On the soccer side, the Sportsplex hosts the Mississippi Flood Futbol Club, whose teams often draw college recruiters looking for scholarship prospects.
"This is where the college coaches come to do their evaluations," Perry said. "College soccer coaches don't usually evaluate in school play."
Until now, a lack of opportunity for high-level play has caused a lot of North Mississippi's talented prep soccer players to be overlooked by recruiters, according to Perry.
"We can do the showcase tournaments" that will attract college coaches, he said.
Most evenings after he leaves his dental practice, Perry heads to the Sportsplex to take care of whatever needs done.
"First you have to build it, then manage it and market it," he said.
While he wouldn't say how much money he has invested in the complex, it would not be inaccurate to put the sum at more than $5 million, he said.
The Lighting Emitting Diode, or LED lighting, alone ran $2 million, Perry said.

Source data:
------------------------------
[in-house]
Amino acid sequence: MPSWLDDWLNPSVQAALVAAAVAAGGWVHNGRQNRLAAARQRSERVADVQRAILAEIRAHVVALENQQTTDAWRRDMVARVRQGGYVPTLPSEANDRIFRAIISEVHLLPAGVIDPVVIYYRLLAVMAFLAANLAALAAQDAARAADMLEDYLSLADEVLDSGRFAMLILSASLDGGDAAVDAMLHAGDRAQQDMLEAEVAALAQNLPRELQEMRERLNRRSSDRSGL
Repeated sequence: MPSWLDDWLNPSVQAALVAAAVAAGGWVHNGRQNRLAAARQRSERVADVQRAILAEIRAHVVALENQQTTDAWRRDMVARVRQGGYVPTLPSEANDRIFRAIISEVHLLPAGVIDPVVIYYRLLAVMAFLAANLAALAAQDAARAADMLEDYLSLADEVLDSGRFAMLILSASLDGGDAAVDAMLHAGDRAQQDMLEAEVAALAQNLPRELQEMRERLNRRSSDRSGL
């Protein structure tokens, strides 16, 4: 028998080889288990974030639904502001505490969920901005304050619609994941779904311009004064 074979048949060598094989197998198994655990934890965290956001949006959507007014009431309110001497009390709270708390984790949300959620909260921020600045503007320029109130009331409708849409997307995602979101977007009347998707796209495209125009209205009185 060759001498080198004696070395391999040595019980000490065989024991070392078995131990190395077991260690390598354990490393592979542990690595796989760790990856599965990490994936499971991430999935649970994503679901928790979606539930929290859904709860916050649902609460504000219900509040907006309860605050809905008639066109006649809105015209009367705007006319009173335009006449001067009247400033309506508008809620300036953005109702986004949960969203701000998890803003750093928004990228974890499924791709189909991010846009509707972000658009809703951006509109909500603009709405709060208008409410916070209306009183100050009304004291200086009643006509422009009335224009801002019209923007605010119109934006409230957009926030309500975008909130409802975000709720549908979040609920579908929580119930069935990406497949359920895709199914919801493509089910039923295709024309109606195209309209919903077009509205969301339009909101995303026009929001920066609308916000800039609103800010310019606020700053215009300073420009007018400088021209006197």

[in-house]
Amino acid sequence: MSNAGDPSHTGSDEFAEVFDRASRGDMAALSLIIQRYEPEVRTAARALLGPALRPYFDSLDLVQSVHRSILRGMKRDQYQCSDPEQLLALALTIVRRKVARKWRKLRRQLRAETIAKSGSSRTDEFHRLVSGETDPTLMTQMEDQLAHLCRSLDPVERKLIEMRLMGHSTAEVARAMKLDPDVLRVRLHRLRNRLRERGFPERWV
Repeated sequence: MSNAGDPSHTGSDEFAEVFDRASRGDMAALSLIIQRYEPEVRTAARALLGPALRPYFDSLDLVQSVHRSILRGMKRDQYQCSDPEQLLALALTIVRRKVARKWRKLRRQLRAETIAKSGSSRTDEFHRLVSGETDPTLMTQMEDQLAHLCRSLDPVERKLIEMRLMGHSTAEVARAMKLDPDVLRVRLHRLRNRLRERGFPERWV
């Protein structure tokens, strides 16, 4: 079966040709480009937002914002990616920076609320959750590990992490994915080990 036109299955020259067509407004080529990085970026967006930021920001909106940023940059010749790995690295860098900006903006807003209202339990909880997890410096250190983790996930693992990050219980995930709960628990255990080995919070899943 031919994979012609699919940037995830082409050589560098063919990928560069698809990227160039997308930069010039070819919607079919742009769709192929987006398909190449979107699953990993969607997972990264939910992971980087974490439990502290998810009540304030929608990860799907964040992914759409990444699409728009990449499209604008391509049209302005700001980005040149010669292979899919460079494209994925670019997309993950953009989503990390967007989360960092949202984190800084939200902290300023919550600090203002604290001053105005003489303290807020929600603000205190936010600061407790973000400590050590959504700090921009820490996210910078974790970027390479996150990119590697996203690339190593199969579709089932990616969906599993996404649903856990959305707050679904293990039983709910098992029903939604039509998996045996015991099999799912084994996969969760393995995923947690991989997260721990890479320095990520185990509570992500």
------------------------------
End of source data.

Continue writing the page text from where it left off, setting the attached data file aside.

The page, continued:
He said he got the money he needed through Mechanics Bank of Water Valley.
Choosing LED lighting provided by Philadelphia, Pennsylvania.-based OEM Lighting for each of the fields was among the savviest decisions he has made on the project, according to Perry.
"These lights are unreal," he said.
He estimated conventional lighting for so many fields would run from $3,000 to $4,000 a month.
"My bills have been $160 or below," Perry said.
Perry shaved project costs in other areas as well, including an irrigation system that relies on water from wells that draw from nearby ponds
The LED lighting, synthetic grass and creative irrigation cost more money going in but will save substantially in the future, he said.
"I know there is not another complex in the state that has the synthetic turf, and I know there is not one that has the LED lights."
Deciding to make the commitment, in terms of both money and time, did not come easy, Perry said.
"My wife and I had some long discussions about this," he said. "I feel like it is a great way to give back to the kids of North Mississippi."
And bring dollars into Oxford, he said.
Information from: Mississippi Business Journal, http://www.msbusiness.com